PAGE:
Ryan’s Gateway to Africa – Part 3

Saturday, 23.Feb.2013

“The third installment of my experiences in Africa with Bhubesi Pride has proven a challenge to write. We have had so many amazing opportunities and experiences that I can only describe it as the biggest emotional Roller Coaster imaginable.

So,  after leaving Adama in Ethiopia, we began our 6 day journey to cross the border into Kenya and ultimately, get to Nairobi.
Part of the way we needed to be accompanied by armed escorts to protect us from pirates and bandits. It is a very bizarre experience to be driving a 4×4 and all you have for company is the radio, sand, a complete stranger and his automatic machine gun!

The driving conditions were extremely tough and the terrible road surfaces began to take their toll on the vehicles. We had a tyre blow out in ‘no mans land’, the suspension was non-existent and, most importantly, the on board mini fridge began making everything smell of bananas!

The journey was long, draining, adventurous and dirty… yep, I loved it! I was lucky enough to be sharing the driving of our two seater with top bloke, Ben ‘Badger’ Illingworth; we had some good chuckles and being on the road afforded us the opportunity to utilise our very comfortable roof tents for the first time!

On route we had the chance to spot some beautiful wildlife, camels, hawks and zebra to name a few. Another amazing event occurred when Bhubesi Pride’s team crossed the equator and, it is true, water does actually change direction either side of the line and I was speechless!

We eventually reached Nairobi, passing the very impressive mount Kenya on the way. Our vehicles were expertly looked after by our wonderful partners at G4S, where we proceeded to have two days of meetings to clarify all project involvement.

After 6 days on the road, we were all looking forward to some less rugged accommodation and we were certainly not disappointed! I am currently writing from the luxurious Brookhouse International School, where we have been so well looked after all week, by all the staff, but especially director of sport, Chris Roberts. Imagine Hogwarts and you are somewhere close to understanding how impressive this place is!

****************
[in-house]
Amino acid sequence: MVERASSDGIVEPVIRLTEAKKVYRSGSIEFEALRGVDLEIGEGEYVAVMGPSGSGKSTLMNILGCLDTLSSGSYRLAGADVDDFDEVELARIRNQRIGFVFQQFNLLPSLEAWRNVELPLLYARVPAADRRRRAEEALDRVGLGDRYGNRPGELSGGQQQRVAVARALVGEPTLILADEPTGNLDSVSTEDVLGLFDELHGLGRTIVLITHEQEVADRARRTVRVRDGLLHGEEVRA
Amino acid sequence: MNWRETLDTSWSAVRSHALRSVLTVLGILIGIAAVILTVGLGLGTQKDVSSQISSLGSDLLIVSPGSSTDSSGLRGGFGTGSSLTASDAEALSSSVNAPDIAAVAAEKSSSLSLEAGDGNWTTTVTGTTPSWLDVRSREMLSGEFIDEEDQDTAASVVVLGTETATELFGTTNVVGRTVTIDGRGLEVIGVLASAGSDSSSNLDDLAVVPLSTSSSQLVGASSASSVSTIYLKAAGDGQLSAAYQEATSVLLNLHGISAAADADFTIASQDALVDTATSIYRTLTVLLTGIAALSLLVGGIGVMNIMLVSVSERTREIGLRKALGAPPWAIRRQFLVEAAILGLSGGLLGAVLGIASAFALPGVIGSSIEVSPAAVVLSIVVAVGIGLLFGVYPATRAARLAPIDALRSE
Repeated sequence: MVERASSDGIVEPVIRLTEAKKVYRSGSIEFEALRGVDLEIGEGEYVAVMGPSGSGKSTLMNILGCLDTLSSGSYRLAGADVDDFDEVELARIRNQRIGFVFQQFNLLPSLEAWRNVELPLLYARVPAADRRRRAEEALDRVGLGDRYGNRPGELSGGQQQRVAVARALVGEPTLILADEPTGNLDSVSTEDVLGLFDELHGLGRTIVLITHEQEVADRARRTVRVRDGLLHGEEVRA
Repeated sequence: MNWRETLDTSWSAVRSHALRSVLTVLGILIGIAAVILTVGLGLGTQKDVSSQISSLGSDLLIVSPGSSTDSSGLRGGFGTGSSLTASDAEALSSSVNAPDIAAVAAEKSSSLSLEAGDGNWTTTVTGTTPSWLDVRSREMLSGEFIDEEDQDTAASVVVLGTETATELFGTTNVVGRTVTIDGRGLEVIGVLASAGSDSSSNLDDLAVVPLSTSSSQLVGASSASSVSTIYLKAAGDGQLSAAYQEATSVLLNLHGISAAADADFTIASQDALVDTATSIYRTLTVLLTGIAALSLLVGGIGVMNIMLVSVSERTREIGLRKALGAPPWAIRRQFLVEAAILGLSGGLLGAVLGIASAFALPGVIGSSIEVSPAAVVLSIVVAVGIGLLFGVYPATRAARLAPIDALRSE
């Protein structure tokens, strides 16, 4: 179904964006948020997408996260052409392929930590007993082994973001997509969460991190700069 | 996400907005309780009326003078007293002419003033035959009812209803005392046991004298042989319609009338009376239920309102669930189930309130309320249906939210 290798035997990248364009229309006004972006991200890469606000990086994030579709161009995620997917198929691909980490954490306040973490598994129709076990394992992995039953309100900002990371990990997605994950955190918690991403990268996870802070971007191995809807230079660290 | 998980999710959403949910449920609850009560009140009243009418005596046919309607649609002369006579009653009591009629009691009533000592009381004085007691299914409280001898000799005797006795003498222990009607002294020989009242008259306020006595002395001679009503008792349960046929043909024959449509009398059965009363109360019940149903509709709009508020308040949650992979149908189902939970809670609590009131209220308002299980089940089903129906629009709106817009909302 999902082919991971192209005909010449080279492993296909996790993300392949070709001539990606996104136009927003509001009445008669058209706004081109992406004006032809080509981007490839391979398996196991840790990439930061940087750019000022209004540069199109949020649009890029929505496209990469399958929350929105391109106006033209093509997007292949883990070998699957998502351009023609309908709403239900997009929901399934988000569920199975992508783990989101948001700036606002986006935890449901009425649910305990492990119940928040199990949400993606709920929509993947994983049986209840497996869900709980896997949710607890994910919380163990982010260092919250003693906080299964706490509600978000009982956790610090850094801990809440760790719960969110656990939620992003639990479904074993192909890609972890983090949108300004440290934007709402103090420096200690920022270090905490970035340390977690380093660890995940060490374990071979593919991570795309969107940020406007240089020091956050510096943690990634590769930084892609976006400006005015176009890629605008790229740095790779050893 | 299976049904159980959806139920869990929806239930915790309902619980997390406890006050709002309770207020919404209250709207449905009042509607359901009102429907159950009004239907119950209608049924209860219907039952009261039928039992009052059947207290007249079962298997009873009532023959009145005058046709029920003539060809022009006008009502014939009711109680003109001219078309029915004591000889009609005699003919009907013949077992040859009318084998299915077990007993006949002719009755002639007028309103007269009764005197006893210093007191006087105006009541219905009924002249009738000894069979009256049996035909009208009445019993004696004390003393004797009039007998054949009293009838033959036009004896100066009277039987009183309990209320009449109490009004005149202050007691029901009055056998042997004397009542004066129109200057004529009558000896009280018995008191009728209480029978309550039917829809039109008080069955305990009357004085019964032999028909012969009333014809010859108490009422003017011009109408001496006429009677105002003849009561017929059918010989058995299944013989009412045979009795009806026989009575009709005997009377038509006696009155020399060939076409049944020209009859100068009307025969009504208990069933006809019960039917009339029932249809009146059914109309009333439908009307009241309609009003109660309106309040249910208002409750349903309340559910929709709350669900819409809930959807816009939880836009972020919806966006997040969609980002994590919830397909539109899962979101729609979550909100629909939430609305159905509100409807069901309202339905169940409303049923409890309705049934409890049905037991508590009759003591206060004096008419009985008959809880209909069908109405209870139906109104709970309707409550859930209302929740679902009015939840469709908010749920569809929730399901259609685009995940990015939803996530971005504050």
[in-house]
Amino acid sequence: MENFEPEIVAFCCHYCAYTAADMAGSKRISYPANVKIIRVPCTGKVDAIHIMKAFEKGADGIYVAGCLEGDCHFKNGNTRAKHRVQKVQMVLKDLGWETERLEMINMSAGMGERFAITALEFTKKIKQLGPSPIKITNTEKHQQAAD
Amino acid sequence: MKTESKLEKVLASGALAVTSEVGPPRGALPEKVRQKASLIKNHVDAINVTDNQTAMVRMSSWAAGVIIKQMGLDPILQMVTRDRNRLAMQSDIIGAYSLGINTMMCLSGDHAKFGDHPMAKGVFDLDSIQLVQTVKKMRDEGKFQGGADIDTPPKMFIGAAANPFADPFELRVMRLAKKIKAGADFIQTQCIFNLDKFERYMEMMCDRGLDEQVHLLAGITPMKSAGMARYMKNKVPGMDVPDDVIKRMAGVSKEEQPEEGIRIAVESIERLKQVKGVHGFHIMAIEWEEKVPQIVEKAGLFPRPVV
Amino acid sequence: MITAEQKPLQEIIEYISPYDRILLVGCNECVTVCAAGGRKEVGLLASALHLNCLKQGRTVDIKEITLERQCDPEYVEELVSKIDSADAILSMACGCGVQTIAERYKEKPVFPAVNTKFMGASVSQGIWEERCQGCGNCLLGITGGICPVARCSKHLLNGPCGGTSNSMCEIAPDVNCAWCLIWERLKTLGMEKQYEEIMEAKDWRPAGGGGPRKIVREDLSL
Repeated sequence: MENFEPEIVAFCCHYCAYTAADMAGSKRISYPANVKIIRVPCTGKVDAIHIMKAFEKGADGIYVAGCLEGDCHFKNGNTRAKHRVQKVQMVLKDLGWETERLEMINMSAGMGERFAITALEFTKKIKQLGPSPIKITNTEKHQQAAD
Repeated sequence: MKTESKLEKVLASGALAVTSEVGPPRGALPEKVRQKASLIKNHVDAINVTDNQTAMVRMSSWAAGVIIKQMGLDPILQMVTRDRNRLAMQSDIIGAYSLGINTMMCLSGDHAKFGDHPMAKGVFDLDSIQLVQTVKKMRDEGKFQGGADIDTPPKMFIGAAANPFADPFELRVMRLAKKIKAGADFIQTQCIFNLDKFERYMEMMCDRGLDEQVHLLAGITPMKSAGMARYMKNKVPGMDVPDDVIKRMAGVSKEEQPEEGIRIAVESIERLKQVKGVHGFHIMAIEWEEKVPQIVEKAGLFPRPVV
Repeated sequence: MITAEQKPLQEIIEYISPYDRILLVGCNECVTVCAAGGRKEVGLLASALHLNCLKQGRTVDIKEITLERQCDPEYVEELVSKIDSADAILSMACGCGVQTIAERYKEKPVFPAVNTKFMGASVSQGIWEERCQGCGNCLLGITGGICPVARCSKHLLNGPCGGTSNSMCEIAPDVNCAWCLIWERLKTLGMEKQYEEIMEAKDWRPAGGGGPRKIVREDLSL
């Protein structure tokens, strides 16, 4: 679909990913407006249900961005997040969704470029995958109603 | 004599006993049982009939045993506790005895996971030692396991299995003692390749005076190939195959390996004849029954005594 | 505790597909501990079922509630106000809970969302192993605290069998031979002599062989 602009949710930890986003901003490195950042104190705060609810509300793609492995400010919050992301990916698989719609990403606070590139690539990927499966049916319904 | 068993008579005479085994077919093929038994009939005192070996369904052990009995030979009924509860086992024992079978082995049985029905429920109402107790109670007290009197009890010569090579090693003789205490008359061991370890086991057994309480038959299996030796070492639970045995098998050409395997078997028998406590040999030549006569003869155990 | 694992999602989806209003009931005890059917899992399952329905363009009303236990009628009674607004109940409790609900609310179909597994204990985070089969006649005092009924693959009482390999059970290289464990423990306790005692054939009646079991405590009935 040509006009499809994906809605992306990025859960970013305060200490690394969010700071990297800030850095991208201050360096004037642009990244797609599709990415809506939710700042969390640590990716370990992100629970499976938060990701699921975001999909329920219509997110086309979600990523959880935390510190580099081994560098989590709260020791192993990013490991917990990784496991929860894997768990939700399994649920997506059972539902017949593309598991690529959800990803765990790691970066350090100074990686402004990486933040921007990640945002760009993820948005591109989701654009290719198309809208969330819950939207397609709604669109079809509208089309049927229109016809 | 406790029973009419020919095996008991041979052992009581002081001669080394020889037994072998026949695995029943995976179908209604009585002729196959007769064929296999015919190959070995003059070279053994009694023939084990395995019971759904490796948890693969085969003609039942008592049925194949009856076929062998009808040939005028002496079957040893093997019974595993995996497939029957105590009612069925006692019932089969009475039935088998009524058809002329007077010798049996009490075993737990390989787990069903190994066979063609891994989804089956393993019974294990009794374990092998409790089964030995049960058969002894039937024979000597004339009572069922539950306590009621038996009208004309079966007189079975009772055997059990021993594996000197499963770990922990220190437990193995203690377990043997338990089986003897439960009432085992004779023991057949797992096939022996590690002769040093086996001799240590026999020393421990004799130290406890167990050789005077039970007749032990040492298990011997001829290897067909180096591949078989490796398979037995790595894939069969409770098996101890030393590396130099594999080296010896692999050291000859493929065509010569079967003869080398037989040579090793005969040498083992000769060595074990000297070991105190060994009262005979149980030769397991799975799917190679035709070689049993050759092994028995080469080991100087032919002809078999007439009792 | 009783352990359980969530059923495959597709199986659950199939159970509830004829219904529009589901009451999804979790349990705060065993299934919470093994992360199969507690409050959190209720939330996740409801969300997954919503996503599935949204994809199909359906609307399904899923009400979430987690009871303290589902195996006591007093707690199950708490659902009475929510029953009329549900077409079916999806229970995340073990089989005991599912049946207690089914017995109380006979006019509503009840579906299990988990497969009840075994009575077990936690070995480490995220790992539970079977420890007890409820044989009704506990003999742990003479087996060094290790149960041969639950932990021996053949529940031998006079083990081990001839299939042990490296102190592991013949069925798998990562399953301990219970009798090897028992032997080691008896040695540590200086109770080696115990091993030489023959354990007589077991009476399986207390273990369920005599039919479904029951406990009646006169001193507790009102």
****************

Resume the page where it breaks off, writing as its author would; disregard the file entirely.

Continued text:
In stark contrast to the privilege of Brookhouse, we have been in Kenya specifically to volunteer at Shadrack Kimelal School, located just 20 minutes away in Kibera, Africa’s largest slum and home to over 1 million people.

The school is in disrepair, the windows are mostly all smashed, water is not readily available, dust, decay and infestation were everywhere. I felt so sad and deflated… until, I saw that I was the only sad person. There were literally hundreds of smiles beaming at us, children wanted to hold my hand and I knew that this was going to be a phenomenal week!

All 7 Pride members completely threw themselves into doing our best for Shadrack Kimalel and G4S somehow managed to get the 2 foot long grass cut so we could get on with delivering our inclusive and progressive rugby programme.

Nothing is ever completely perfect, but I’m pretty certain that we have come incredibly close with our effort, determination and innovative levels as a team this week.  On the down side, due to it being so close to the potentially volatile Kenyan elections, we needed to be escorted by G4S specialists every time we entered Kibera. But on the plus side we worked all week inclusively with over 90 male and female students, who all played in a tournament on Friday; they were given essential health, safety and sanitation seminars, the standard of rugby produced was first-class and all the children agreed that they had learned, enjoyed and hope to continue with rugby in the future!

Two local staff members were trained in how to deliver long term rugby projects at Shadrack and the school itself was awarded a Bhubesi pride level 2 certificate along with all the resources they could need to ensure scheme longevity.

Kenya for me has been one heck of a ride. I feel so proud to be a member of the team and the work we are all doing. Memories that will stand out for a long time aside from Shadrack Kimalel will be:

  • Visiting the national Giraffe sanctuary and Elephant orphanage
  • Attending the warehouse of charitable organisation, Alive and Kicking, who hand-stitch footballs, trying to find jobs for the poor and homeless
  • I don’t know how they did it but Richard and Chris managed to organise a visit to Shadrak by the Kenyan national rugby team and the kids’ faces was priceless

We have inspired 19 children to become young leaders, and role models to more children than we could hope to reach on our own and now look forward to heading back on the road for 5 days, to make our way into our next destination, Uganda.

A fond goodbye to Kenya, and an everlasting impression of what a difference 20 minutes can make.”

Ryan Jones, Rugby Programme Coordinator


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